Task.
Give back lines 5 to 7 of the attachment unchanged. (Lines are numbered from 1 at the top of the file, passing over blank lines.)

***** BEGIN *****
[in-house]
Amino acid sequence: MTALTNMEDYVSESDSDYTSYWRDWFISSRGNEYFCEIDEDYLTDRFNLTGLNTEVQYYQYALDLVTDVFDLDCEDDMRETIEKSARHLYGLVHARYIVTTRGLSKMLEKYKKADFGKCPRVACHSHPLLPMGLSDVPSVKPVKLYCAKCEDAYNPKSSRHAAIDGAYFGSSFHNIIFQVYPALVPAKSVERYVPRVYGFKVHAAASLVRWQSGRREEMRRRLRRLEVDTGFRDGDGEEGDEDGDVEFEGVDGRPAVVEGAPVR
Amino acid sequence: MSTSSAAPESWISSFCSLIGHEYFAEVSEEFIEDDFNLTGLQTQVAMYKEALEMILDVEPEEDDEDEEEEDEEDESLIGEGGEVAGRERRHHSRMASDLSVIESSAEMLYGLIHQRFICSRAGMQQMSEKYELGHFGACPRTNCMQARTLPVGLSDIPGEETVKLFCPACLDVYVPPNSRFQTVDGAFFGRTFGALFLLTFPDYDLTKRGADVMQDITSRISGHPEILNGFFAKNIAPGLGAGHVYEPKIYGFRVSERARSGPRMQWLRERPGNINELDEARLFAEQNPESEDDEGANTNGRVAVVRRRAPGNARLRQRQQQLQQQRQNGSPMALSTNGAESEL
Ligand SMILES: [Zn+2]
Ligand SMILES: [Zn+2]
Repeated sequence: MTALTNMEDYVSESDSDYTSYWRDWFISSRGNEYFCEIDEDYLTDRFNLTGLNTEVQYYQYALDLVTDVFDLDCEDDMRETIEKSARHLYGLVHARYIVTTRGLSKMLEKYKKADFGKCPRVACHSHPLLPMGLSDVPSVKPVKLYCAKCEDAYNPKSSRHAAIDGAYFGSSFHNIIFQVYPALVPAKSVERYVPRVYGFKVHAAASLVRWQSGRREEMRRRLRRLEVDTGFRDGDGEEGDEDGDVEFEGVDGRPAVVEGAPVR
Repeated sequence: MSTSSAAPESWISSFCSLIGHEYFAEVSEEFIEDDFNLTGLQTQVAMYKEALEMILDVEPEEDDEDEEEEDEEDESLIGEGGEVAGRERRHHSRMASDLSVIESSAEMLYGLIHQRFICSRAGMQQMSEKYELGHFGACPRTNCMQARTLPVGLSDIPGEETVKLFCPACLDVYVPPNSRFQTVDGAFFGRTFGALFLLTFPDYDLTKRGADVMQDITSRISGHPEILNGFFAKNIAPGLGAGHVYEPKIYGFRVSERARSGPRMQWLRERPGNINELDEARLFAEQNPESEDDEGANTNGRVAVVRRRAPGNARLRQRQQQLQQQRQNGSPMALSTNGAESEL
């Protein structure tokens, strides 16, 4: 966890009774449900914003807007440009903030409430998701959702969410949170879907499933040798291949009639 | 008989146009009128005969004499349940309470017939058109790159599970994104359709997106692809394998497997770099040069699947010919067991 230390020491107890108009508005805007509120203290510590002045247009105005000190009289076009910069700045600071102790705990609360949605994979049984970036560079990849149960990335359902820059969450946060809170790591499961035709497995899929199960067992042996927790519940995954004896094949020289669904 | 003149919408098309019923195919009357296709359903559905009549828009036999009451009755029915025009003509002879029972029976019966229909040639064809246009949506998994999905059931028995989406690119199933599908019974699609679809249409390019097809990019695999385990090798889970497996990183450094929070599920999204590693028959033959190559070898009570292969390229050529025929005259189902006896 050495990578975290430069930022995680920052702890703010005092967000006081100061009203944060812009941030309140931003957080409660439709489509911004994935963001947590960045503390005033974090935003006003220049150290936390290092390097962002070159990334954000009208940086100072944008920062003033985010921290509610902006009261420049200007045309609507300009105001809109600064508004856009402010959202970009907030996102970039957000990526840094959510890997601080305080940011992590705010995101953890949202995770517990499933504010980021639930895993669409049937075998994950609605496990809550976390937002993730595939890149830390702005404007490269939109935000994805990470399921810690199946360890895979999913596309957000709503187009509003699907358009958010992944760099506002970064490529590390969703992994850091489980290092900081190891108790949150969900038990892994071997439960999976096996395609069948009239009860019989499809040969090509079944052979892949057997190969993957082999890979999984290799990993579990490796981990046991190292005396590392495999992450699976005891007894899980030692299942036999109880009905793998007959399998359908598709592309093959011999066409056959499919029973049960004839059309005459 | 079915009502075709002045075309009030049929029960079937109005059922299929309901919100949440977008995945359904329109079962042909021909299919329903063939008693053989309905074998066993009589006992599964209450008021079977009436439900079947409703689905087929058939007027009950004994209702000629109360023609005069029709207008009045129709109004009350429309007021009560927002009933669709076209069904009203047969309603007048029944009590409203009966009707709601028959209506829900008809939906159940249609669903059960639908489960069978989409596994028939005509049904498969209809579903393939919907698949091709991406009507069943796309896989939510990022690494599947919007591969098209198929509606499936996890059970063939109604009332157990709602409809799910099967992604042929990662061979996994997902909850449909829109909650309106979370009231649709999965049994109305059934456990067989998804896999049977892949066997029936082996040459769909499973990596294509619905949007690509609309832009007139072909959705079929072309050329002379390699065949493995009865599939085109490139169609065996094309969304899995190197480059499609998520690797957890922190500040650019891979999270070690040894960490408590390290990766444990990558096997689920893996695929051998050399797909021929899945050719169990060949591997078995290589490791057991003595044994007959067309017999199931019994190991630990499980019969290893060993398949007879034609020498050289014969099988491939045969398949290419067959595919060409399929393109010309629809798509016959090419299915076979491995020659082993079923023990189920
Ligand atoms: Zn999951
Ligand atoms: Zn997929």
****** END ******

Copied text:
Ligand SMILES: [Zn+2]
Repeated sequence: MTALTNMEDYVSESDSDYTSYWRDWFISSRGNEYFCEIDEDYLTDRFNLTGLNTEVQYYQYALDLVTDVFDLDCEDDMRETIEKSARHLYGLVHARYIVTTRGLSKMLEKYKKADFGKCPRVACHSHPLLPMGLSDVPSVKPVKLYCAKCEDAYNPKSSRHAAIDGAYFGSSFHNIIFQVYPALVPAKSVERYVPRVYGFKVHAAASLVRWQSGRREEMRRRLRRLEVDTGFRDGDGEEGDEDGDVEFEGVDGRPAVVEGAPVR
Repeated sequence: MSTSSAAPESWISSFCSLIGHEYFAEVSEEFIEDDFNLTGLQTQVAMYKEALEMILDVEPEEDDEDEEEEDEEDESLIGEGGEVAGRERRHHSRMASDLSVIESSAEMLYGLIHQRFICSRAGMQQMSEKYELGHFGACPRTNCMQARTLPVGLSDIPGEETVKLFCPACLDVYVPPNSRFQTVDGAFFGRTFGALFLLTFPDYDLTKRGADVMQDITSRISGHPEILNGFFAKNIAPGLGAGHVYEPKIYGFRVSERARSGPRMQWLRERPGNINELDEARLFAEQNPESEDDEGANTNGRVAVVRRRAPGNARLRQRQQQLQQQRQNGSPMALSTNGAESEL